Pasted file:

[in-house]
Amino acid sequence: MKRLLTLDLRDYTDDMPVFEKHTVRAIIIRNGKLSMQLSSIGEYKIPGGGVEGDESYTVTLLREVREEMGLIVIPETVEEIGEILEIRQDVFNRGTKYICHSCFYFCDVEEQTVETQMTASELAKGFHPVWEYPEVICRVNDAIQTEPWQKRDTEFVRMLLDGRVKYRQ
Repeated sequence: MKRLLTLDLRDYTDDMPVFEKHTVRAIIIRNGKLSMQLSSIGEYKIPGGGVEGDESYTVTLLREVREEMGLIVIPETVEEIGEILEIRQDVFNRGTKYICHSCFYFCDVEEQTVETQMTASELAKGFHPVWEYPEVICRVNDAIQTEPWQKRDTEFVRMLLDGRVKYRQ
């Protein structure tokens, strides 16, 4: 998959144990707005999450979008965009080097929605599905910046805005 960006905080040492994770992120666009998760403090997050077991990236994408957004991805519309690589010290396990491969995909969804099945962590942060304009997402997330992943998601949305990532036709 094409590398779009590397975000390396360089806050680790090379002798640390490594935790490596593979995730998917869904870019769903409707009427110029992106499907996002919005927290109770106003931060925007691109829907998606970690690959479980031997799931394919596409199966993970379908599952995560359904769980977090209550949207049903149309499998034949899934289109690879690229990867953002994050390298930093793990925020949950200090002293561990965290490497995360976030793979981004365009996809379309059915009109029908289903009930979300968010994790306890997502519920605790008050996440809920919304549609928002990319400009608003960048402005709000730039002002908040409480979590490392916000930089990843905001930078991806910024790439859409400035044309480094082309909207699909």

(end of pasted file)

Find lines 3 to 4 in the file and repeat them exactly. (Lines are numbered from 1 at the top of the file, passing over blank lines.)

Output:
Repeated sequence: MKRLLTLDLRDYTDDMPVFEKHTVRAIIIRNGKLSMQLSSIGEYKIPGGGVEGDESYTVTLLREVREEMGLIVIPETVEEIGEILEIRQDVFNRGTKYICHSCFYFCDVEEQTVETQMTASELAKGFHPVWEYPEVICRVNDAIQTEPWQKRDTEFVRMLLDGRVKYRQ
């Protein structure tokens, strides 16, 4: 998959144990707005999450979008965009080097929605599905910046805005 960006905080040492994770992120666009998760403090997050077991990236994408957004991805519309690589010290396990491969995909969804099945962590942060304009997402997330992943998601949305990532036709 094409590398779009590397975000390396360089806050680790090379002798640390490594935790490596593979995730998917869904870019769903409707009427110029992106499907996002919005927290109770106003931060925007691109829907998606970690690959479980031997799931394919596409199966993970379908599952995560359904769980977090209550949207049903149309499998034949899934289109690879690229990867953002994050390298930093793990925020949950200090002293561990965290490497995360976030793979981004365009996809379309059915009109029908289903009930979300968010994790306890997502519920605790008050996440809920919304549609928002990319400009608003960048402005709000730039002002908040409480979590490392916000930089990843905001930078991806910024790439859409400035044309480094082309909207699909």